03 November 2010
Perhaps you have recently stumbled upon "Mapping Stereotypes" on the internet. A humorous project by a Bulgarian artist reached internet renown, as it received millions of visits and was reported on by the paper press. A play on the old 'World according to the US' jokes it pairs geographical areas with stereotypes for the area according to various mayor nations.
One interesting thing that it shows is the level of uniformity of stereotypes across Europe, in Germany, France, Italy, and Britain, relating to the Balkans. In all of the aforementioned cases the (western) Balkans are simply paired with the sign "uncharted". This indeed is the fundamental characteristic of the Balkans in the Western imagination. The image of underdeveloped, warlike semi-savages takes only second place to the image of the Balkans as unknowable by its nature, a convoluted mess impregnable to outside understanding. An idea that certainly does not encourage anyone to study the area, but on the contrary provides a good reason why not to study it. It is pointless to do so!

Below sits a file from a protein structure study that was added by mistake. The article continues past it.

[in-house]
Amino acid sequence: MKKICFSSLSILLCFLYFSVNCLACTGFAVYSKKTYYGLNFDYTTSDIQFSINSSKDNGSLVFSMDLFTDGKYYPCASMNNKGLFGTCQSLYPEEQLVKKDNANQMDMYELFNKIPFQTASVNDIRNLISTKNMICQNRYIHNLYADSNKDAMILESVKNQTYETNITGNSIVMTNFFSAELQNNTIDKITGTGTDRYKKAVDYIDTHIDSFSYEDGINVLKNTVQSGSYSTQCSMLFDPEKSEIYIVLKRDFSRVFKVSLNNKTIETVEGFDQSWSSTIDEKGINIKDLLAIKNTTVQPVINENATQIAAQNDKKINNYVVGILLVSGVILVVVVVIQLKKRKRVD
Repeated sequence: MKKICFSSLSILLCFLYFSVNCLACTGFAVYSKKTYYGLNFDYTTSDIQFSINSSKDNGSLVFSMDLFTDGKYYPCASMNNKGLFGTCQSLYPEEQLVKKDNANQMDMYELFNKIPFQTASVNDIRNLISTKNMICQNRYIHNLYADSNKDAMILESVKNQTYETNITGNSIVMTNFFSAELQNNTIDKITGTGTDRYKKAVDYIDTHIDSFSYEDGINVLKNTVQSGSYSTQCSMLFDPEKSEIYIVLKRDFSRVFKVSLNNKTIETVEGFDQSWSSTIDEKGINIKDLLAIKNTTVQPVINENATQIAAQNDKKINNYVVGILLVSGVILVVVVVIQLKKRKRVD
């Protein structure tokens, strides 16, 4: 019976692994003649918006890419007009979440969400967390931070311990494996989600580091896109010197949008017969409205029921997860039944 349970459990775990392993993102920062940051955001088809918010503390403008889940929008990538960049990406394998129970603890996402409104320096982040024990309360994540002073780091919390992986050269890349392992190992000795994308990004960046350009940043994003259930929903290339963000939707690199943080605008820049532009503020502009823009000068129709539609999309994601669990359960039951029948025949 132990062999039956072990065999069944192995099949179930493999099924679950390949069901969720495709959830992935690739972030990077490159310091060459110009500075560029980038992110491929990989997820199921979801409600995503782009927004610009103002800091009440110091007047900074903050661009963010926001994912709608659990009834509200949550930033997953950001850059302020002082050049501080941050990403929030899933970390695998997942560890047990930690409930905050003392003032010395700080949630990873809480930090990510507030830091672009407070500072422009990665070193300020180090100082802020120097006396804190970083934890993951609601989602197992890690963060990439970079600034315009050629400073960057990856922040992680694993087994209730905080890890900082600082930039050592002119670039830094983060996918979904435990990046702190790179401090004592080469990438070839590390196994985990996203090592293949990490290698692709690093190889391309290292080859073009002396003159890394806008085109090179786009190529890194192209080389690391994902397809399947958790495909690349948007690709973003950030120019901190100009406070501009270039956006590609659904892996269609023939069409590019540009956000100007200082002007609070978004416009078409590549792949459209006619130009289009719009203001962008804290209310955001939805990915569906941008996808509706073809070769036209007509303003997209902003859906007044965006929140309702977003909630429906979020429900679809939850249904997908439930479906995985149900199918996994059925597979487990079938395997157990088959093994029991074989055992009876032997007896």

Not only does the West recognize that is ignorant of the Balkans, but consoling itself with the idea that the Balkans are simply beyond comprehension, it is also determined not to learn anything about it. This would all be fine and well, but for the fact that the Balkans remain an area of Western intervention. To interfere with a region that you insist is outside your ability to comprehend - surely it is not a good idea.